Metformin prevents the development of arthritis in the KBN serum transfer model, indicating a major effect on the innate immune effector cells (44). Interestingly, the addition of metformin to the 2DG treatment renders the autoantibodies produced by the KBN treated mice more pathogenic than those produced by mice treated with 2DG alone. This qualitative difference may due to their different ability to recruit innate immune cells based on their expression of Fc receptors specific to certain IgG isotypes. For instance, IgG1/GPI immune complex would preferentially recruit innate cells expressing FcγRIII (45), since in mice, IgG1 is the preferential ligand of FcγRIII, which is expressed on both neutrophils and monocytes (46). Anti-GPI IgG1 Abs are dominant in sera from KBN mice (16). However, FcγRIV, a preferential receptor for IgG2 isotypes also expressed on monocytes/macrophages and neutrophils, is required for KBN serum-mediated inflammation (47). Since the addition of metformin reduces the effect of 2DG on neutrophils, pDCs and CD11b-negative DCs, future studies should address the respective metabolic status of the innate subsets in the KBN model, as well as the relative distribution of IgG1 and IgG2 anti-GPI isotypes.
Overall, this study showed that inhibition of glycolysis significantly limits antibody-mediated pathology in the KBN model of RA, most likely through its effect on Tfh cells. The addition of metformin, which inhibits the compensatory switch to the oxidation of other substrates, limits the efficacy of glycolysis inhibition. Our results also suggest that a high glycolytic demand may be shared among Tfh cells in antibody-mediated autoimmune diseases.
GA and S-CC designed, performed experiments, and co-wrote the manuscript, NK and LZ-S performed experiments, DR contributed reagents and participated to experimental design and data interpretation, LM conceived the study, participated to experimental design, data analysis and interpretation and wrote the manuscript.
This study was supported by grants from the NIH (R01 AI128901) and the Alliance for Lupus research (TIL-416522) to LM.
Conflict of Interest Statement
The authors declare that the research was conducted in the absence of any commercial or financial relationships that could be construed as a potential conflict of interest.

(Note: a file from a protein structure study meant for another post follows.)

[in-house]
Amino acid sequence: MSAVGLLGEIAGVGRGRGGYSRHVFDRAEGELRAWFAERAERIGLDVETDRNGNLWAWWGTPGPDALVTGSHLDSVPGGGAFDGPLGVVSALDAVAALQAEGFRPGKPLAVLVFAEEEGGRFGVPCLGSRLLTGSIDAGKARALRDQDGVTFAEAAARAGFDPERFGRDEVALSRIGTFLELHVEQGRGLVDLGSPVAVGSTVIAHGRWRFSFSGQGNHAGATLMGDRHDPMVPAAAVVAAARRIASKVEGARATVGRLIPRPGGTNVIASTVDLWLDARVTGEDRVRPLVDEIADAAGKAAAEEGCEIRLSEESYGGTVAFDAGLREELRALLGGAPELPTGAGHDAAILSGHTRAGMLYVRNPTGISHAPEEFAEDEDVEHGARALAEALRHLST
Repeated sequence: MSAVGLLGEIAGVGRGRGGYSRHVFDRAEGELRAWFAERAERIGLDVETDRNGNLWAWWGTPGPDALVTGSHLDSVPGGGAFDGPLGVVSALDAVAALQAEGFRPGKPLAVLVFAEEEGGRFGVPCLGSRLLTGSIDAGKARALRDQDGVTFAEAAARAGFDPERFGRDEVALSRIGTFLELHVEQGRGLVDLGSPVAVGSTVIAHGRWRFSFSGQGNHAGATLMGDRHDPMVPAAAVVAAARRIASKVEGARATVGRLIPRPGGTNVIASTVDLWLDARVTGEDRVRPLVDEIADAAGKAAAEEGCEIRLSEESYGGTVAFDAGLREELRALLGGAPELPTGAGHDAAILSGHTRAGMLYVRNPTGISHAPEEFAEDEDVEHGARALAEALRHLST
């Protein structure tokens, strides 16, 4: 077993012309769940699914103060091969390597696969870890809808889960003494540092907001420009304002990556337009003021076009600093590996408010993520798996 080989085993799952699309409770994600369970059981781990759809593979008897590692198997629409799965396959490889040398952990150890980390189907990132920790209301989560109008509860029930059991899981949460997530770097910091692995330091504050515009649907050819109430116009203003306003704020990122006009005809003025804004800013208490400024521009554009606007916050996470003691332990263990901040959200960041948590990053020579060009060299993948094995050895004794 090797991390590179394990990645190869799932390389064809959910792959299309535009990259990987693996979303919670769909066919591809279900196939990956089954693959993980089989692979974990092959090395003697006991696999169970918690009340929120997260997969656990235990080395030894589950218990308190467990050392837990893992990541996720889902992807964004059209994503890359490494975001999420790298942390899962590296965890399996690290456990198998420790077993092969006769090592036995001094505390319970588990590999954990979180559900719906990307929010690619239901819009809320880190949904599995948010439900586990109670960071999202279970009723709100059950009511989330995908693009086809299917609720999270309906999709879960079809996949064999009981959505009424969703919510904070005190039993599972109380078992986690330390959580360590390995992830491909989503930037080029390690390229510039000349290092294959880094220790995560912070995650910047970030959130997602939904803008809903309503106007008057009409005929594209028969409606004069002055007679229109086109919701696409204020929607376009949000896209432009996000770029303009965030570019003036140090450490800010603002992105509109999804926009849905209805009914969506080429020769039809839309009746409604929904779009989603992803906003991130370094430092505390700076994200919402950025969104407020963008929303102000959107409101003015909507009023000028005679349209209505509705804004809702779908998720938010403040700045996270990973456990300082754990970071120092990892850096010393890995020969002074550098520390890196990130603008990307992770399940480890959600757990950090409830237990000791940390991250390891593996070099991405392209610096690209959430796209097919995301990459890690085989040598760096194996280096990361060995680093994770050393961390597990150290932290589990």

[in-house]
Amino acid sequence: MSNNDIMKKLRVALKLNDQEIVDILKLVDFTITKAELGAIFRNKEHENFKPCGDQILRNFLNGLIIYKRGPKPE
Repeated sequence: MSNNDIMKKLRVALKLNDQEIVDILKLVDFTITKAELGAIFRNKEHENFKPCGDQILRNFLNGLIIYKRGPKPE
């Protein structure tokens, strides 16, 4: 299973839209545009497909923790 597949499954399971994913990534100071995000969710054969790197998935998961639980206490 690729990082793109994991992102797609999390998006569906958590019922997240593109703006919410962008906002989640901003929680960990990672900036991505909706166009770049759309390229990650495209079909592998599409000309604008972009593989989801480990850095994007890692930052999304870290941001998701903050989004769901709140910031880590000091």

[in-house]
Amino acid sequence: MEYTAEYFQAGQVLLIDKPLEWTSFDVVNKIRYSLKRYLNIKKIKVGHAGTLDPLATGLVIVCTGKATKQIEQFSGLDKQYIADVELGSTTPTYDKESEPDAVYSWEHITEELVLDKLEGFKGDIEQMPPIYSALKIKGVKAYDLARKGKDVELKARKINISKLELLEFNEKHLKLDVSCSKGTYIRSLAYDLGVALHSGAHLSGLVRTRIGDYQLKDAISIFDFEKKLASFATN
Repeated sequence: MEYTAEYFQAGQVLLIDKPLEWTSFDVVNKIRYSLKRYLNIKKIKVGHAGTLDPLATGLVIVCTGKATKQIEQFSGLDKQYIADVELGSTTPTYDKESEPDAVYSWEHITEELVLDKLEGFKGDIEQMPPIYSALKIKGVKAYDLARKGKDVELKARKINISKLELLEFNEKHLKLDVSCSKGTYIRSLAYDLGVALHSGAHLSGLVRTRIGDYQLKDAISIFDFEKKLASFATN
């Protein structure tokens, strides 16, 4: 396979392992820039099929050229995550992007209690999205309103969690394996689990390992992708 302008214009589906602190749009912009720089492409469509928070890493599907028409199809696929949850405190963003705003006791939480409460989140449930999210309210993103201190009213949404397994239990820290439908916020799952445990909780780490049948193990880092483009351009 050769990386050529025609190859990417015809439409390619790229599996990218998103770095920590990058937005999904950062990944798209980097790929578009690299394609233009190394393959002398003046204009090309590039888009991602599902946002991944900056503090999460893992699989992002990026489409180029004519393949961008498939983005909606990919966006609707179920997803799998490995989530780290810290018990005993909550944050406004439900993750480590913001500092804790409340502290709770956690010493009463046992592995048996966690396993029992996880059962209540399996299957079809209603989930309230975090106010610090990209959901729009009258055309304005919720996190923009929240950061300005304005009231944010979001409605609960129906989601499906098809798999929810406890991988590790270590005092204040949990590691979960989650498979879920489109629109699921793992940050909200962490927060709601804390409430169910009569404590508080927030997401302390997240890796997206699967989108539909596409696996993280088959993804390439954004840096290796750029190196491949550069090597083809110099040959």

The reviewer ET and handling Editor declared their shared affiliation.
We thank the members of the Morel lab for technical assistance and discussion.
2DG, 2-deoxyglusose; RA, rheumatoid arthritis; KBN, K/BxN; FLS, Fibroblast-like synoviocytes; Met, metformin; GPI, glucose-6-phosphate isomerase; Tg, transgenic; B6, C57BL/6J mice; ECAR, Extracellular acidification rate; OCR, Oxygen consumption rate; SrC, spare respiratory capacity; DC, dendritic cell; pDC, plasmacytoid dendritic cell; Tfh, CD44+CD279+CXCR5+Bcl6+Foxp3−CD4+ follicular helper T cells; Treg, CD25+Foxp3+CD4+ regulatory T cells; TEM, CD44+CD62L− CD4+ effector memory T cells.
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Keywords: arthritis, mouse, follicular helper T cells, glycolysis, metabolism
Citation: Abboud G, Choi S-C, Kanda N, Zeumer-Spataro L, Roopenian DC and Morel L (2018) Inhibition of Glycolysis Reduces Disease Severity in an Autoimmune Model of Rheumatoid Arthritis. Front. Immunol. 9:1973. doi: 10.3389/fimmu.2018.01973
Received: 24 July 2018; Accepted: 10 August 2018;
Published: 03 September 2018.
Edited by:Amr Sawalha, University of Michigan, United States
Reviewed by:Andras Perl, Upstate Medical University, United States
Pei-Suen Eliza Tsou, University of Michigan, United States
Copyright © 2018 Abboud, Choi, Kanda, Zeumer-Spataro, Roopenian and Morel. This is an open-access article distributed under the terms of the Creative Commons Attribution License (CC BY). The use, distribution or reproduction in other forums is permitted, provided the original author(s) and the copyright owner(s) are credited and that the original publication in this journal is cited, in accordance with accepted academic practice. No use, distribution or reproduction is permitted which does not comply with these terms.
*Correspondence: Laurence Morel, email@example.com
†These authors have contributed equally to this work